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Big Timbers Museum was named for the huge stands of cottonwoods, and other trees,
which grew up to three quarters of a mile wide extending eastward and westward along the Arkansas River.

Last of Big Timbers - Copy

"Last of the Big Timbers" painted by Mrs. Paul (Mildred) Steward.
This painting is part of the Prowers County Historical Society's collection on display at
Big Timbers Museum. The depicted cottonwood tree was located northeast of the Amity Canal
headgate near the Prowers-Bent county line and measured 16 feet in circumference.

The Big Timbers were at one time the site of 600 Native American lodges, and the scene of many
Indian Councils and annual feasts. Cheyenne, Comanche, Arapaho, Kiowa, and other tribes of the plains
found refuge in the Big Timbers during the winter. Explorer Zebulon Pike and others used the area
as a bivouac for their expeditions as they traveled along the Arkansas River.
William Bent built his New Fort in this area which later became known as Fort Wise 1852 – 1866.

Black and white image of Fort Wise in Prowers County
This photograph of Fort Wise is part of the Prowers County Historical Society's collection on display at Big Timbers Museum.

Pioneers and settlers traveling along the Santa Fe Trail on the Arkansas River found the Big Timbers to be the finest place
to camp after leaving Council Groves, Kansas. The National Society of the Daughters of the American Revolution (N.S.D.A.R)
and The National Old Trails Road Association determined that the historical incidents that took place in the Big Timbers
were significant and chose Lamar, Colorado as an outstanding site for one of their twelve “Madonna of the Trail” markers
on the National Old Trails Road. The twelve statues are a memorial to the “Pioneer Mothers of the Covered Wagon Days”.

Black and White image of sculptor August Leimbach working on a Madonna of the trails statue in 1927
This 1927 photograph of sculptor August Leimbach working in his St. Louis, Missouri, studio on one of the National
“Madonna of the Trails” Memorial Monuments is part of the Prowers County Historical Society collection at Big Timbers Museum.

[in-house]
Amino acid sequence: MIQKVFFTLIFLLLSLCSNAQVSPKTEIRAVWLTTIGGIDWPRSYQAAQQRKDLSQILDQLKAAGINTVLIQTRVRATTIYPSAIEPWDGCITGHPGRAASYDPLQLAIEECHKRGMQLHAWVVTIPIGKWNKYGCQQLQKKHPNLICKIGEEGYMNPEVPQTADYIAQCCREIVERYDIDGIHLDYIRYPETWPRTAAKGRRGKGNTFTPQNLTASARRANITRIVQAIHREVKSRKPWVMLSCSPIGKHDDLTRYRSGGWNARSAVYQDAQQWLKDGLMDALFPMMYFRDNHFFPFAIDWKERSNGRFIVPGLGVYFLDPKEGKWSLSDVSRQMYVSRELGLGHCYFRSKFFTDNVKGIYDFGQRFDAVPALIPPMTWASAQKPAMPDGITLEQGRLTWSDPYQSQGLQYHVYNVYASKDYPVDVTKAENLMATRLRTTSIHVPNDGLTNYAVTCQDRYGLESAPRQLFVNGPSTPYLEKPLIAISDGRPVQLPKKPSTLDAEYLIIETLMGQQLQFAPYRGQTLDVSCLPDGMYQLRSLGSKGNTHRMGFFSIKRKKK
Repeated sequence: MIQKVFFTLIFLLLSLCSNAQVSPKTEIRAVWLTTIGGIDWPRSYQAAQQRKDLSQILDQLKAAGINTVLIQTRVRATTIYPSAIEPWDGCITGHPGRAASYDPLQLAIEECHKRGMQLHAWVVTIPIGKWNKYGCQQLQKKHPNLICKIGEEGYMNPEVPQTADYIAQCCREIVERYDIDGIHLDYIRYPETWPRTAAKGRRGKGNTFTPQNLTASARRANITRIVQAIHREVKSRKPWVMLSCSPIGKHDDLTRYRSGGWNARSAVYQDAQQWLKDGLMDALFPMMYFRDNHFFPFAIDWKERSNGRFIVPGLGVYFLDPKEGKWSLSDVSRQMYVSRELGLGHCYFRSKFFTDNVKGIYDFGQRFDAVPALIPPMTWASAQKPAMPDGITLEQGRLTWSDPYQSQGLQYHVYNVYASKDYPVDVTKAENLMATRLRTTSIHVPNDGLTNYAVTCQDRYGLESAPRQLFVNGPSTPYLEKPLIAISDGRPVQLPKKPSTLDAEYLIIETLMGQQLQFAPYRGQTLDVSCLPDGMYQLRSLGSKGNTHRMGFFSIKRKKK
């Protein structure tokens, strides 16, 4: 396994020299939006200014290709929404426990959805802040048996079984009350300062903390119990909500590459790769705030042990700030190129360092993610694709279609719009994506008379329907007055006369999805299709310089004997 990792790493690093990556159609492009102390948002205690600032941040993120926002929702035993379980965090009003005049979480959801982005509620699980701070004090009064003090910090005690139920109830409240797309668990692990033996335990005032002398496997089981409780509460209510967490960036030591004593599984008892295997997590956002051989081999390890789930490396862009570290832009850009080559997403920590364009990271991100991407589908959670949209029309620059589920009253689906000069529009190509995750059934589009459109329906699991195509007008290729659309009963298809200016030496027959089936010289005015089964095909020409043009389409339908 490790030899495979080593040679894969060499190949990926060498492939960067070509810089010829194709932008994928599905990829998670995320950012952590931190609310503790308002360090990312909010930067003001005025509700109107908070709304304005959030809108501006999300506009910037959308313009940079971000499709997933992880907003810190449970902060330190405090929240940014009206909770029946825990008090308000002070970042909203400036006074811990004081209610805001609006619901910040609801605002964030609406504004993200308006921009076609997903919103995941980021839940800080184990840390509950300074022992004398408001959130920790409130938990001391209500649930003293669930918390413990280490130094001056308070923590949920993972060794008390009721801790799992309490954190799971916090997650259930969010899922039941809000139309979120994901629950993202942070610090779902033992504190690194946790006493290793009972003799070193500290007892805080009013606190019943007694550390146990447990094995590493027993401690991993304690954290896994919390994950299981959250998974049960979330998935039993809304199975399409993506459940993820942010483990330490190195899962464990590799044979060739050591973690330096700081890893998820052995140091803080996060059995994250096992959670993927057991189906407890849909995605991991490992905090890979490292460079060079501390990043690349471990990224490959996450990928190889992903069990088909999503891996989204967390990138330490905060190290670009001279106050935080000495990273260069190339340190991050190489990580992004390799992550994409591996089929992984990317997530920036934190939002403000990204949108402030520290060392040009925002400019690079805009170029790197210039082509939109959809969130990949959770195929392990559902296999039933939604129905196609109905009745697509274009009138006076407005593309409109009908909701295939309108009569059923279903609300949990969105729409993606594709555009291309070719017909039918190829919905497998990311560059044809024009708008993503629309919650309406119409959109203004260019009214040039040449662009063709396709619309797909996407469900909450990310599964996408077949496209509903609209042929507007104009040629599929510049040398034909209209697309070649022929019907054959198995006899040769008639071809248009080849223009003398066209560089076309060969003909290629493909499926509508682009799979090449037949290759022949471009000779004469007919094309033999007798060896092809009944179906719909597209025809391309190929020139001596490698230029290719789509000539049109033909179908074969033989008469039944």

The Madonna of the Trail monument stands in the center of Lamar near the Welcome Center and train depot.

In cooperation with Prowers County, Big Timbers Museum is sponsored by Prowers County Historical Society and features
the Society’s collection of archives and artifacts which focus on the legacy of the High Plains of Eastern Colorado.
Exhibits range from ancient Native American inhabitants; pioneers and homesteaders; an 1890’s Charles Fredrick Worth
lace wedding gown; military history including a WWI poster collection; artifacts related to the N.S.D.A.R. Madonna of the Trail Monument
and National Old Trails Road Markers; a variety of artifacts related to the Fleagle Gang robbery of the First National Bank in Lamar
(their cases were the first ever in which the Bureau of Investigation, later called the FBI, used a single fingerprint as part of the
evidence leading to a conviction); the dust bowl; a large collection of local newspapers; and other area history as Prowers County
and its High Plains neighbors have grown into the 21st century.

Color photograph of a blue and black 1927 Buick that was owned by the Fleagle Gang
This blue 1927 Buick was owned by the notorious Fleagle Gang that robbed the First National Bank in Lamar.
The vehicle is on display at the Big Timbers Transportation Museum.

In 2011, the Big Timbers Museum added the Big Timbers Transportation Museum which features antique wagons,
buggies, cars, trucks, and items related to traveling on the Santa Fe Trail.

Plan your visit to Big Timbers Museum north of Lamar, Colorado today!
See the Big Timbers Museum main page for hours of operation.